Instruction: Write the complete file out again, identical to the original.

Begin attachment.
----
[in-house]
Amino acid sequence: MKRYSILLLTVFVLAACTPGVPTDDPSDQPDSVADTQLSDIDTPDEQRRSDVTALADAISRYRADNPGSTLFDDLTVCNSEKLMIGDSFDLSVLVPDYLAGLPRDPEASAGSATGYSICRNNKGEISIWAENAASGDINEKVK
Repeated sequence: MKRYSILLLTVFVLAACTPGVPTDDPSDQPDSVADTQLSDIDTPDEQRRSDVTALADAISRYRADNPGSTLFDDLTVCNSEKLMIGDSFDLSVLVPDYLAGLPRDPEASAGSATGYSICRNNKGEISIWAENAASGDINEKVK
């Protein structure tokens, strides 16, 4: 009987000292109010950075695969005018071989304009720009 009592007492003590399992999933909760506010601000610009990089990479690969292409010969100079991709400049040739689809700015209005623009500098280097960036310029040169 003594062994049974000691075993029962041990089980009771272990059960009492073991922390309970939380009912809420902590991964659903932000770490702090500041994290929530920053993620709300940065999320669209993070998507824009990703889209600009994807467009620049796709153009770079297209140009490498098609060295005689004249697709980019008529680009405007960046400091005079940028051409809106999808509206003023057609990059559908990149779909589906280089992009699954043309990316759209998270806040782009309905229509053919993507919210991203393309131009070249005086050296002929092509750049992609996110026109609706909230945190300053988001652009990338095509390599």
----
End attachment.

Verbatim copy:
[in-house]
Amino acid sequence: MKRYSILLLTVFVLAACTPGVPTDDPSDQPDSVADTQLSDIDTPDEQRRSDVTALADAISRYRADNPGSTLFDDLTVCNSEKLMIGDSFDLSVLVPDYLAGLPRDPEASAGSATGYSICRNNKGEISIWAENAASGDINEKVK
Repeated sequence: MKRYSILLLTVFVLAACTPGVPTDDPSDQPDSVADTQLSDIDTPDEQRRSDVTALADAISRYRADNPGSTLFDDLTVCNSEKLMIGDSFDLSVLVPDYLAGLPRDPEASAGSATGYSICRNNKGEISIWAENAASGDINEKVK
């Protein structure tokens, strides 16, 4: 009987000292109010950075695969005018071989304009720009 009592007492003590399992999933909760506010601000610009990089990479690969292409010969100079991709400049040739689809700015209005623009500098280097960036310029040169 003594062994049974000691075993029962041990089980009771272990059960009492073991922390309970939380009912809420902590991964659903932000770490702090500041994290929530920053993620709300940065999320669209993070998507824009990703889209600009994807467009620049796709153009770079297209140009490498098609060295005689004249697709980019008529680009405007960046400091005079940028051409809106999808509206003023057609990059559908990149779909589906280089992009699954043309990316759209998270806040782009309905229509053919993507919210991203393309131009070249005086050296002929092509750049992609996110026109609706909230945190300053988001652009990338095509390599």